Sens Honour Craig Anderson by Losing 6-4 to Buffalo Sabres

A frustrating game despite a fun ending.

Sens Honour Craig Anderson by Losing 6-4 to Buffalo Sabres
Photo by Jonatan Pie / Unsplash

At least they made it fun toward the end.

Tonight was all about Craig Anderson, as the Sens’ all-time leader in games played, wins, saves and - as they announced it in the arena - shots against, returned to Ottawa to sign a one-day contract and retire as an Ottawa Senator. The Sens honoured him by playing exactly the way they played in front of him during his ten seasons in Ottawa: badly.

Don’t get me wrong. The shot clock favoured the Sens. The possession stats weren’t bad at all. Some of those Sabres goals were a bit lucky. Even the final score was perfectly respectable! If you looked at the stats and the highlights you could be fooled into thinking that Ottawa deserved a better fate. I will concede that if this is a “bad” game for the 2023-24 Ottawa Senators, then we’ve come a long way. But man, they just looked so bad for so much of it.

In the first two periods, they were completely disorganized, couldn’t connect on any passes, constantly fumbling the puck, and straight up lazy at times. The defensemen were clearly struggling to adjust to the new pairings with Zub out of the lineup, and I know it’s still early in the season, but man, you have to be able to weather those types of injuries. As for the forwards, everyone was invisible.

Just about every Sabres goal was a weird deflection, and it’s easy to blame puck luck for that stuff, but at some point you have to assume Ottawa is doing something wrong. The Sabres were putting everything on net and crashing the crease and the Sens weren’t stopping that from happening, or matching that energy at the other end of the ice.

This game can be summed up by the last seven minutes of the second period. With Ottawa down 3-0, Hamonic pulled out his favourite move: fire the puck blindly at the net. He didn’t score, but Chychrun buried the rebound, and suddenly the Sens were facing a very manageable 2 goal deficit. The shift following the goal was Ottawa’s first truly great shift of the game, as the first line and first pairing absolutely dominated and did everything but score, but all that momentum came to a screeching halt when Hamonic went to the penalty box, and the Sabres scored right away.

Such a frustrating game.

They looked much better in the third period, and even made things very interesting at the very end with two quick goals to make it a one-goal game with a minute left, and a powerplay right at the end. Unfortunately, the comeback was foiled by a rare bad play by Jake Sanderson, as he fumbled the puck at the point, allowing Buffalo to get the empty-netter. Shouldn't have put themselves in a position where they needed to score there, I guess.

Man, I wanted that comeback to work out so badly.

Game Notes

  • I’m not sure where I land on the goaltending. As I said, those goals Forsberg let in were almost all deflections, so it’s hard to blame him, but he wasn’t exactly helping the team either. Korpisalo came in to start the third, and was fine, but the Sens played better in the third anyways. I don’t know.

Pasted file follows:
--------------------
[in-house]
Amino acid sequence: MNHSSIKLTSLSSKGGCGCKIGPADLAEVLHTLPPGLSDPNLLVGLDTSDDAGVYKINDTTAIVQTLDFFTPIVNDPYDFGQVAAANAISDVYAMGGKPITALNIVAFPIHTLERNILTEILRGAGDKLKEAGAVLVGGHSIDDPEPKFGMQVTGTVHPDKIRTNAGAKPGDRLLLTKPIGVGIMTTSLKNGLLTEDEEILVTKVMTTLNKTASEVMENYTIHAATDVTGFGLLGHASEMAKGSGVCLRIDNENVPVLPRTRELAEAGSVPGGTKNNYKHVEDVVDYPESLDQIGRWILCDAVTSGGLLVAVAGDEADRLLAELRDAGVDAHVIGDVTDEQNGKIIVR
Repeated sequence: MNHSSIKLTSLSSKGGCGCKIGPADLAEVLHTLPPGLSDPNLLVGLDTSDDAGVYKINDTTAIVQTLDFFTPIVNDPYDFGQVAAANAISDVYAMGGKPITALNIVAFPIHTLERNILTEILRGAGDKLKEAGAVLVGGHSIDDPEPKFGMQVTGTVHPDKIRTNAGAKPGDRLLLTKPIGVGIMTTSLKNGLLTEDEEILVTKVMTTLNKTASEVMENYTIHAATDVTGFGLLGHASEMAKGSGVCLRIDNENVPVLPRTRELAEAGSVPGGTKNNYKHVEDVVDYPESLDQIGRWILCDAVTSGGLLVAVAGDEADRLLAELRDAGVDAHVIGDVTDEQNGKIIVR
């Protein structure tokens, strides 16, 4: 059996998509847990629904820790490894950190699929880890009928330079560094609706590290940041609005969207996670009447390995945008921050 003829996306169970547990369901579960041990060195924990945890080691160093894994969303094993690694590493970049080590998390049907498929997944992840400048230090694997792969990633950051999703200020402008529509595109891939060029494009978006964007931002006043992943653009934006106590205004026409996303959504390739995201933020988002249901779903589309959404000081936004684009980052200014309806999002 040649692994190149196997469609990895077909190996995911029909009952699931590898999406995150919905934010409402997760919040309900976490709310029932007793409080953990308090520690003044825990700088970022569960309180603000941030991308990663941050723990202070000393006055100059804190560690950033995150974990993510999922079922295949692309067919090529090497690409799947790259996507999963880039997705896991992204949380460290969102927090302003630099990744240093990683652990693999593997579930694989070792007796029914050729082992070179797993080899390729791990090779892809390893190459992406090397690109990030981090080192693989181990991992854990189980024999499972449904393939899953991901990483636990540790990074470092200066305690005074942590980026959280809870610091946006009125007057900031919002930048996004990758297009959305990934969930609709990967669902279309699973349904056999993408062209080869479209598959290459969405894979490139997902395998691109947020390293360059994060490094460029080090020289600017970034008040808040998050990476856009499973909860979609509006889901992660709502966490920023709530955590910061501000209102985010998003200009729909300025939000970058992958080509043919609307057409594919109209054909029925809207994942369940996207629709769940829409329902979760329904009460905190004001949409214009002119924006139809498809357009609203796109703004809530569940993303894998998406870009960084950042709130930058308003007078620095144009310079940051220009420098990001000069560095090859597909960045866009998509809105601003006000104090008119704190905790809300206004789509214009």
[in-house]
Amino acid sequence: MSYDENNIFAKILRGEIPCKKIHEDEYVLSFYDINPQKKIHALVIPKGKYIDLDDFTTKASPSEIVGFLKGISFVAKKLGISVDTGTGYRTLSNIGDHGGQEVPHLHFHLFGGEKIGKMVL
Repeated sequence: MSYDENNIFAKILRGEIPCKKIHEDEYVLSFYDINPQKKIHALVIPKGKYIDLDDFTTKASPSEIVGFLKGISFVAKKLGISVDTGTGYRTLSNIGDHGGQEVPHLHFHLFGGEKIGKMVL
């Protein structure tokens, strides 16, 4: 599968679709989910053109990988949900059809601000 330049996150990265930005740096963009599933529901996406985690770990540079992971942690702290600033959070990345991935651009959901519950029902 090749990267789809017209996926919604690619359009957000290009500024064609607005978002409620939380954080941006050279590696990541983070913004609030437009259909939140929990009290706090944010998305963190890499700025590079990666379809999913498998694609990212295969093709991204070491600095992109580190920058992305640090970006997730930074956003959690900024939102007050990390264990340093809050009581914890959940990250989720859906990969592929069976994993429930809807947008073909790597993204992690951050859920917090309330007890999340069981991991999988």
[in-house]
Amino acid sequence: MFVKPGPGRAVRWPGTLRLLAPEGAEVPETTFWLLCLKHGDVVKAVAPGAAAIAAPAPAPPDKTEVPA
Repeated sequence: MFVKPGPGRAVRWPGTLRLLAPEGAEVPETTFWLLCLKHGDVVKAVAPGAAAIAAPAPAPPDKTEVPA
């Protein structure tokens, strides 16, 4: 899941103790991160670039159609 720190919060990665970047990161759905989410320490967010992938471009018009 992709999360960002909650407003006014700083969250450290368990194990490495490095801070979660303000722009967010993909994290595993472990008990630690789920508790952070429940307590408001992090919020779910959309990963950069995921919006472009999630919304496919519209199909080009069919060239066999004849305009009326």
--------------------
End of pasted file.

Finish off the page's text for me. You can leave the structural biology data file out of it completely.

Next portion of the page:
• What does Kubalik do again?
  • Although Chychrun was the only defenseman to score, I thought Sanderson and Chabot were the only two players really creating things offensively for most of the game. They also had their moments of miscommunication, but I thought they worked very well together, and improved as the game went on.
  • Case in point: Chabot’s assist on the Tarasenko goal. Amazing work.
  • After the second period, I wrote that Norris's line has been invisible in the last two games, and that the powerplay strategy of "just pass it to Norris" hasn't been working very well. Nice to see Norris prove me wrong with a timely powerplay goal toward the end.
  • Also, please appreciate Ridly Greig's pass to Joseph here:
  • At what point do we get worried about Tim Stützle? He’s gotten off to a slow start (despite a perfectly respectable point total) and has been practically invisible in these last two games. His line, which never missed a beat last season, hasn’t been producing. I don’t know if he’s battling an injury or something, but he’s not himself.
  • There was a scary moment at the end of the second period when Brady Tkachuk ran off the ice clutching his shoulder. Thankfully, he was back to start the third. The good news is that it can’t have been that serious if he was able to get back on the ice. The bad news is that he was visibly injured on the ice, holding his stick with only one hand most of the time and clearly not looking to shoot. Then he got into a fight, because of course he did. We’ll see how this pans out. 

Alright, with all that said: deep breaths, everyone. It was two bad games. The team we saw last week is not completely gone. In the third period of this game they showed a whole lot more fight than they have in previous years. These bad games can’t keep happening, and they won’t. They’ll probably switch things up before Thursday. They’ll bounce back.



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